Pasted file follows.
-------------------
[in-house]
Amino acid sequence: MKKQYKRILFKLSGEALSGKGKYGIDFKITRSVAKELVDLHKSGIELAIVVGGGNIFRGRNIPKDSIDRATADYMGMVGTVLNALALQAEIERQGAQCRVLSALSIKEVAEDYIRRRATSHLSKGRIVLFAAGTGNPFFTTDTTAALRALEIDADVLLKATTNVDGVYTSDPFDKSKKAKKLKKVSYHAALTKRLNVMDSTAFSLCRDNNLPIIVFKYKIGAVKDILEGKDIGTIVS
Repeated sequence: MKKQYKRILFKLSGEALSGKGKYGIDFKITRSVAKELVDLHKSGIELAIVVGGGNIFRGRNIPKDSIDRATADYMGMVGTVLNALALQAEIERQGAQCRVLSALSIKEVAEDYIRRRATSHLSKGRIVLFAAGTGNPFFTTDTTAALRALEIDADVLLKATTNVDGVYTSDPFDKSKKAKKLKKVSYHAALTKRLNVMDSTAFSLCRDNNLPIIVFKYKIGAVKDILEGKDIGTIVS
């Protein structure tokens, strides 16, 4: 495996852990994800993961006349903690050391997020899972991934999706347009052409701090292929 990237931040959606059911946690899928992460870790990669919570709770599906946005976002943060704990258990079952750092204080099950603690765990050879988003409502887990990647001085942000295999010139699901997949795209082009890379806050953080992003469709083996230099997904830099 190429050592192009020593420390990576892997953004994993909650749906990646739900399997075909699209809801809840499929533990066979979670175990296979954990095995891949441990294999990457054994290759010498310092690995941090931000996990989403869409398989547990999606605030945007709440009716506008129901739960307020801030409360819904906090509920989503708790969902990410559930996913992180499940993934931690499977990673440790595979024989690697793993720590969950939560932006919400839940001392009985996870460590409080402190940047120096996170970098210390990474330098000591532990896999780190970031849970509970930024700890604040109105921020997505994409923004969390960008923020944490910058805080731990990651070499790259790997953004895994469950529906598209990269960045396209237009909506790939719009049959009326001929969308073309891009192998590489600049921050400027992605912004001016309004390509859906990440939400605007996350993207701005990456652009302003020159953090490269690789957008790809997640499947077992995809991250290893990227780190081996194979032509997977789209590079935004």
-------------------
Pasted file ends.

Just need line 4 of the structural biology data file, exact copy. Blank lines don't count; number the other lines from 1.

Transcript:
């Protein structure tokens, strides 16, 4: 495996852990994800993961006349903690050391997020899972991934999706347009052409701090292929 990237931040959606059911946690899928992460870790990669919570709770599906946005976002943060704990258990079952750092204080099950603690765990050879988003409502887990990647001085942000295999010139699901997949795209082009890379806050953080992003469709083996230099997904830099 190429050592192009020593420390990576892997953004994993909650749906990646739900399997075909699209809801809840499929533990066979979670175990296979954990095995891949441990294999990457054994290759010498310092690995941090931000996990989403869409398989547990999606605030945007709440009716506008129901739960307020801030409360819904906090509920989503708790969902990410559930996913992180499940993934931690499977990673440790595979024989690697793993720590969950939560932006919400839940001392009985996870460590409080402190940047120096996170970098210390990474330098000591532990896999780190970031849970509970930024700890604040109105921020997505994409923004969390960008923020944490910058805080731990990651070499790259790997953004895994469950529906598209990269960045396209237009909506790939719009049959009326001929969308073309891009192998590489600049921050400027992605912004001016309004390509859906990440939400605007996350993207701005990456652009302003020159953090490269690789957008790809997640499947077992995809991250290893990227780190081996194979032509997977789209590079935004």